When most people think of October, they think of brown, yellow and red leaves and bright orange pumpkins. Retailers think green. To them, the start of the fourth quarter represents hope that end-of-the-year sales will boost their bottom lines.
But because October falls between the back-to-school and Christmas shopping seasons, knowing what to buy this month is anything but a no-brainer. But if you know what to look for, you can save a lot of money in October.
Here are some October-related tips that smart shoppers need to know:
Shop online. Next to Black Friday and Cyber Monday, the weekend before Halloween has some excellent “pre-Black Friday” sales. Are the sales as good as what you’ll see on Black Friday and Cyber Monday? No. But you’ll see everything from clothes to electronics on sale for as much as 30 percent off.
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Go to the new car lot. You thought there were good deals on 2012 models in September. They’re better in October. And even better in November and December. That’s because car dealers are very eager to get rid of 2012 models, but the selection will only get worse in November and December, so you may not want to wait that long.
Buy jeans. Retailers look to sell jeans during back-to-school sales in August and post-back-to-school sales in September. The jeans that haven’t sold by October are discounted even more, sometimes by as much as 40 percent. And expect discounts of 50 percent or more during fall seasons when denim is not expected to be a big part of fashion trends. Why? Less demand equals lower prices.
Look for camping gear. Big-box retailers and outdoors stores often discount sleeping bags, lanterns, tents and other camping gear in October that didn’t sell during the peak camping season. October is also when campers often sell their equipment, and the selection of used stuff is best now. Fall garage sales offer the best prices.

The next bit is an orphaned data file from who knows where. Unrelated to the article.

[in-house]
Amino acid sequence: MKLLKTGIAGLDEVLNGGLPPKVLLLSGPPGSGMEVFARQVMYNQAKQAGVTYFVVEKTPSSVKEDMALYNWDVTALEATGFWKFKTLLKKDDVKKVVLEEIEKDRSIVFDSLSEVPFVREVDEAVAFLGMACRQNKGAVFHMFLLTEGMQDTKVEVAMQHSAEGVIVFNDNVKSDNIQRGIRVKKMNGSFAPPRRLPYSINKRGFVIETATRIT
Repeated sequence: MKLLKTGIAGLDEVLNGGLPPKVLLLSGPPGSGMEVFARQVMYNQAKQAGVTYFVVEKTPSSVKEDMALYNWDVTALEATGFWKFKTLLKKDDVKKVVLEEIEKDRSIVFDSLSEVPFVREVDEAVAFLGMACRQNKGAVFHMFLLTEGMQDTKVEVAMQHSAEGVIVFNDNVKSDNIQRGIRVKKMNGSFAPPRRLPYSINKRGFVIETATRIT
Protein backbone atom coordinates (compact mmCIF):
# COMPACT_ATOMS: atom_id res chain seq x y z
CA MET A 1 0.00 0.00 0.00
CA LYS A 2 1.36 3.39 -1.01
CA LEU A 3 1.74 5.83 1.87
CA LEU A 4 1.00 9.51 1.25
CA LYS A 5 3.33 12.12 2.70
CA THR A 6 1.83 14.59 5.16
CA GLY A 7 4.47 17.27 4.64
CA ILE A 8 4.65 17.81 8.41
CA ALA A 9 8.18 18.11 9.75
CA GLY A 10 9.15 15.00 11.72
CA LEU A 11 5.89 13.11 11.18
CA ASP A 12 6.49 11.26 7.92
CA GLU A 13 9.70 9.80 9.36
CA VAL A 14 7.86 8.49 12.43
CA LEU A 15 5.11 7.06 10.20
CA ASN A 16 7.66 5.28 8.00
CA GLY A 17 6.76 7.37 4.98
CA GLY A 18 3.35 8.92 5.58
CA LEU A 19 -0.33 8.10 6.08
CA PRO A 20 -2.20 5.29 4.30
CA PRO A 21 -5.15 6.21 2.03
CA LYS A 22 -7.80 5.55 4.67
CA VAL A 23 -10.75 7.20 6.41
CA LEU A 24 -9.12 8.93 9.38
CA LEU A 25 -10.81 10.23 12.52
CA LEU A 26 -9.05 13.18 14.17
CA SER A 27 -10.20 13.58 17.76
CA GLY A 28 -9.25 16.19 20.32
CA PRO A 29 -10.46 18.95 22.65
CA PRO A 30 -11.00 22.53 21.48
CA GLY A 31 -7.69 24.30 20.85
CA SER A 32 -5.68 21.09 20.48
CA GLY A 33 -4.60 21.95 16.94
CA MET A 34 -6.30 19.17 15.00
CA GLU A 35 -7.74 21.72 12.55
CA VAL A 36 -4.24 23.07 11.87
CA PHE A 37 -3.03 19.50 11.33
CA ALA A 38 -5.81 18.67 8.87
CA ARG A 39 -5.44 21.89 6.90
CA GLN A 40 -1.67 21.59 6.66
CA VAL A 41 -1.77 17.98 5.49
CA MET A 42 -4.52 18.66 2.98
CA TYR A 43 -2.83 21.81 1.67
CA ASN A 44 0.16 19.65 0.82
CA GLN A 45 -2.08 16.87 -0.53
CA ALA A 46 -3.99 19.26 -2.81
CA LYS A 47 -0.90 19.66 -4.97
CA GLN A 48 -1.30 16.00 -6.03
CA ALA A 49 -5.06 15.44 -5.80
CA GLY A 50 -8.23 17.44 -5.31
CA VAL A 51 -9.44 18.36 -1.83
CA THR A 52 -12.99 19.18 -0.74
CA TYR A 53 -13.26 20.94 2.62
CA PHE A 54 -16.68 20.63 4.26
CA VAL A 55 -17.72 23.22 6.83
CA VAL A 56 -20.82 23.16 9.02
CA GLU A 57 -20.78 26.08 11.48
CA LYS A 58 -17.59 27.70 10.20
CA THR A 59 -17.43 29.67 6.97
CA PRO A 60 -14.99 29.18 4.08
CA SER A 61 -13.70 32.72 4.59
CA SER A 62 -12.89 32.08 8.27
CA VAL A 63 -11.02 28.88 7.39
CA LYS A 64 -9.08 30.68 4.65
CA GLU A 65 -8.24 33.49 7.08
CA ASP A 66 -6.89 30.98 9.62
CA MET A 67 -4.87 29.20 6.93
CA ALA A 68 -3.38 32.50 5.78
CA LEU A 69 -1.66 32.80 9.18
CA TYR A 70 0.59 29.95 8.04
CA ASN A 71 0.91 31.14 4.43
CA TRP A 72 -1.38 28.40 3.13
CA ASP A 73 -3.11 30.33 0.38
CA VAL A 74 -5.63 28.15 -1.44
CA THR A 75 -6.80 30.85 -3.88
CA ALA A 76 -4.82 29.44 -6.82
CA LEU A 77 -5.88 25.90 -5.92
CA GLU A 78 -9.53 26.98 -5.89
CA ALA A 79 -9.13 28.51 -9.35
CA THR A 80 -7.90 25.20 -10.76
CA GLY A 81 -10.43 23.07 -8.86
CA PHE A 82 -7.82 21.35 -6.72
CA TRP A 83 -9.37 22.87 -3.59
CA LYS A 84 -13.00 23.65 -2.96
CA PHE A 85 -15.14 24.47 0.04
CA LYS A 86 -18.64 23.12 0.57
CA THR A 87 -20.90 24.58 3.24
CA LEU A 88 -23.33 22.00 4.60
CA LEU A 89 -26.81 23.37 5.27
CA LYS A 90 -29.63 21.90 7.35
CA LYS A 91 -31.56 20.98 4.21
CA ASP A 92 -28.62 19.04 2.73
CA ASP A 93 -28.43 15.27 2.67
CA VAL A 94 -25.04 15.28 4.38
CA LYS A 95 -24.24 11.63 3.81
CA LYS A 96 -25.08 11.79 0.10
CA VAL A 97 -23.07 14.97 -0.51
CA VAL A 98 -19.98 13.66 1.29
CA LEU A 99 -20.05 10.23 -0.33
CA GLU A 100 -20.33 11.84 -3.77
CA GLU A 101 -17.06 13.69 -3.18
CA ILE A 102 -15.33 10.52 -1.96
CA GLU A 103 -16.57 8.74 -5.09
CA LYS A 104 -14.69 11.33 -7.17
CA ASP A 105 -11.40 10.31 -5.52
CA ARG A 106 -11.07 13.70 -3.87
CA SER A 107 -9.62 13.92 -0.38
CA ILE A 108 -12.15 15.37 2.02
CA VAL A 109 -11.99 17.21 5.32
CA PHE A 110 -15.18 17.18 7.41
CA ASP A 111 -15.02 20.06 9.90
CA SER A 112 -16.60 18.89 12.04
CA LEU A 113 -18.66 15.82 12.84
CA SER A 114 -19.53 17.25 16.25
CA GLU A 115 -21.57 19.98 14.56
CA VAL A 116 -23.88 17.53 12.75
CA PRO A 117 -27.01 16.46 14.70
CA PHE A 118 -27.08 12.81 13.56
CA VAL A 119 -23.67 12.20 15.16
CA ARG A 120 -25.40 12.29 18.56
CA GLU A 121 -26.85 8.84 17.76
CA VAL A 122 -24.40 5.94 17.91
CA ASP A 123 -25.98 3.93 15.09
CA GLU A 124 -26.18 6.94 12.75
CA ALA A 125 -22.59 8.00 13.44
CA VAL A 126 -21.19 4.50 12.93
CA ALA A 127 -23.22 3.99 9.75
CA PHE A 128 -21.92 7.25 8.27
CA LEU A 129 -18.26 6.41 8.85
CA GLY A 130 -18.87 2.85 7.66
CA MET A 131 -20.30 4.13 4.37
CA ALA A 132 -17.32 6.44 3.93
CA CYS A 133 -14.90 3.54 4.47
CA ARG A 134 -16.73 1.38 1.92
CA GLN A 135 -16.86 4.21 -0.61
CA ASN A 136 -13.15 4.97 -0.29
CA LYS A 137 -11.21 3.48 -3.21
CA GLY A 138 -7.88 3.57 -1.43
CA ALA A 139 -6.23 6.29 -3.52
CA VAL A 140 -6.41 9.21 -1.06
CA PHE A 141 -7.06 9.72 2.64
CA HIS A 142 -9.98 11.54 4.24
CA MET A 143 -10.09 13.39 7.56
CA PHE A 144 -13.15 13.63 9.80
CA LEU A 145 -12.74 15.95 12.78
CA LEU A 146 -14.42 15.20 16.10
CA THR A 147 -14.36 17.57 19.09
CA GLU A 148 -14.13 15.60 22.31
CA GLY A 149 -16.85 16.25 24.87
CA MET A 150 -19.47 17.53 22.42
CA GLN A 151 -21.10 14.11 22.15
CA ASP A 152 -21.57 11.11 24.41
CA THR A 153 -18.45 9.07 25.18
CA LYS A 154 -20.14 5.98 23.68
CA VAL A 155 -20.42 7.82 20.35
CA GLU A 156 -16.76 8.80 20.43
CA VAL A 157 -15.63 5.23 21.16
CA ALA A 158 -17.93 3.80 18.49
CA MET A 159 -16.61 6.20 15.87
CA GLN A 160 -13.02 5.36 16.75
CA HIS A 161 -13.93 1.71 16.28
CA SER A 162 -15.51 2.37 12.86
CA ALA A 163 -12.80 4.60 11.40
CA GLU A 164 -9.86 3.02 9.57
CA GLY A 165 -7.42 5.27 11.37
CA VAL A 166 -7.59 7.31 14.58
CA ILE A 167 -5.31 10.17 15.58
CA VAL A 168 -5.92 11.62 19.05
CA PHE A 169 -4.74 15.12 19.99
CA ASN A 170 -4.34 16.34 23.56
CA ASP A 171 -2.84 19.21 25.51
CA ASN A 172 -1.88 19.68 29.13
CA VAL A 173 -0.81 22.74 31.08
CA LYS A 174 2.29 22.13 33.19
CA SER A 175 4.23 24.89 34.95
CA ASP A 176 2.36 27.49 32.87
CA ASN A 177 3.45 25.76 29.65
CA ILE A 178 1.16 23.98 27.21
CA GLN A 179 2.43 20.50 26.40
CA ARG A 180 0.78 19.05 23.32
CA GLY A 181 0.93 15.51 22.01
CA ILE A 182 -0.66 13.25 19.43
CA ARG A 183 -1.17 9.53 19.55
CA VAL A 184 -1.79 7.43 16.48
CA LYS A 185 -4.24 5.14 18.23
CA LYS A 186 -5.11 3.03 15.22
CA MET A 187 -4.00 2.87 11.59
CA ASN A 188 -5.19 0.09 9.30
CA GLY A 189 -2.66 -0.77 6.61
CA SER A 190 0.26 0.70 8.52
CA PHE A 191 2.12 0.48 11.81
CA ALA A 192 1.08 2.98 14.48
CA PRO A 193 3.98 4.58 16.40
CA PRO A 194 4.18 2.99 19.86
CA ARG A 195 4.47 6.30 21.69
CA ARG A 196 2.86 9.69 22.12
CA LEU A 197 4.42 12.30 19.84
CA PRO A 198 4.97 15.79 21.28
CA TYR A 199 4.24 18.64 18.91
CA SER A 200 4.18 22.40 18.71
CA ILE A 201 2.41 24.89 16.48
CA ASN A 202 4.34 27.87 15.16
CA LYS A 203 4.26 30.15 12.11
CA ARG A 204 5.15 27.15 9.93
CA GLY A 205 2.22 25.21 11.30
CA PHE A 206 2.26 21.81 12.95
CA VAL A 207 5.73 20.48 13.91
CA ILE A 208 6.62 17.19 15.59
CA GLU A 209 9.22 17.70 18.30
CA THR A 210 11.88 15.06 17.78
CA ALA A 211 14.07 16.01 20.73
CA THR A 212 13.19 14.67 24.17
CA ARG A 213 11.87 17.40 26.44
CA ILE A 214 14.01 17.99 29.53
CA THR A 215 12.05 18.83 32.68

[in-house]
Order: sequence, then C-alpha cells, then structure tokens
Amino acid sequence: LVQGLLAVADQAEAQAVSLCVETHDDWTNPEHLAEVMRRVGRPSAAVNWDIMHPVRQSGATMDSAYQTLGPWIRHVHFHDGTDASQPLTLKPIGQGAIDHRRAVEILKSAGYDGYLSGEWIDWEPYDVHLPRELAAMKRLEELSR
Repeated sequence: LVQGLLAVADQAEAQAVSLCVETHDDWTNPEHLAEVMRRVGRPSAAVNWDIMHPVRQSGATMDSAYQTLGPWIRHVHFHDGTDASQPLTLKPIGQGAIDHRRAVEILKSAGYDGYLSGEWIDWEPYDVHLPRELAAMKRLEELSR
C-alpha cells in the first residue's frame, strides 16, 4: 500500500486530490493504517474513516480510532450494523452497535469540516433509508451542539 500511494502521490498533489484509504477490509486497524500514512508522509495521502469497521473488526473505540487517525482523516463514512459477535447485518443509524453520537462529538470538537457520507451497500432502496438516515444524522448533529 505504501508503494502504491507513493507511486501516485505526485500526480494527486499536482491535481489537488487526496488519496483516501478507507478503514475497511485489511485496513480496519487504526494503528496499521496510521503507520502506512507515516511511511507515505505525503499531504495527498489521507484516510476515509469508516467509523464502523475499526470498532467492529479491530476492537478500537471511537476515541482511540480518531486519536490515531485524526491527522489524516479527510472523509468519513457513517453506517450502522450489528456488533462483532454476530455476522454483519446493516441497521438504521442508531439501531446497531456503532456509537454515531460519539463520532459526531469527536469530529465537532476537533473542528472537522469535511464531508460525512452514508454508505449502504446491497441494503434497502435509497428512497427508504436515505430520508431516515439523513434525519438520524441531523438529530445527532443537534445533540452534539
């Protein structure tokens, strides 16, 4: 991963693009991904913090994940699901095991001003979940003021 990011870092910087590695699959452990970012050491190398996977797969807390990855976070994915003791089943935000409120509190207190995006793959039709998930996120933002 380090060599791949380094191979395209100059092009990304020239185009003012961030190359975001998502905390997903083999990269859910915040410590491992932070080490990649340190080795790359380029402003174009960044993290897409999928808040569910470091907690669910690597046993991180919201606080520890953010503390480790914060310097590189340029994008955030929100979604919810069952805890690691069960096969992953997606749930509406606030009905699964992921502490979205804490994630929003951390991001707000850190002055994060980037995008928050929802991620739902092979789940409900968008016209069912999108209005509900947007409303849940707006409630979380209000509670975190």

Beware of diamonds. October is when many jewelers receive their biggest shipments of the year, so selection is best then. But October is when lots of people begin shopping for diamonds they plan to give for Christmas, so prices typically aren’t good then.
Don’t skip the produce section. October is a great month for produce, especially if it is in-season. In-season produce is more plentiful, and grocers don’t want to watch it rot in their stores, so they often put it on sale. Fruits and vegetables that are in-season in October include apples, cranberries, honeydew melons, oranges, peaches, Bartlett pears, broccoli, Brussels sprouts, cauliflower and spinach.
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Hit the road. With the summer a distant memory, travel deals are easier to find in October. Airfare and hotels are cheaper in places as diverse as Hawaii, Martha’s Vineyard, Beijing and Washington, D.C. Not only that, but the weather in these and other places ranges between warm and mild, and there are fewer tourists to get in your way.
Don’t neglect your health. Flu season begins in November, but it takes two weeks for the flu shot to start working, so get one in October, and it should protect you throughout much of the flu season. Drug stores and doctor’s offices typically charge $30 for flu shots, but some insurance companies will pay for them, and local health departments sometimes don’t charge for them – as long as supplies last. So don’t wait until November.
Longtime journalist Di Vincenzo wrote the New York Times best seller Buy Ketchup in May and Fly at Noon: A Guide to the Best Time to Buy This, Do That and Go There. Last month, he released an app based on that book called WHEN. An all-new second edition on the best time to buy things, called Buy Shoes on Wednesday and Tweet at 4:00: More of the Best Times to Buy This, Do That and Go There, was released on Sept. 11.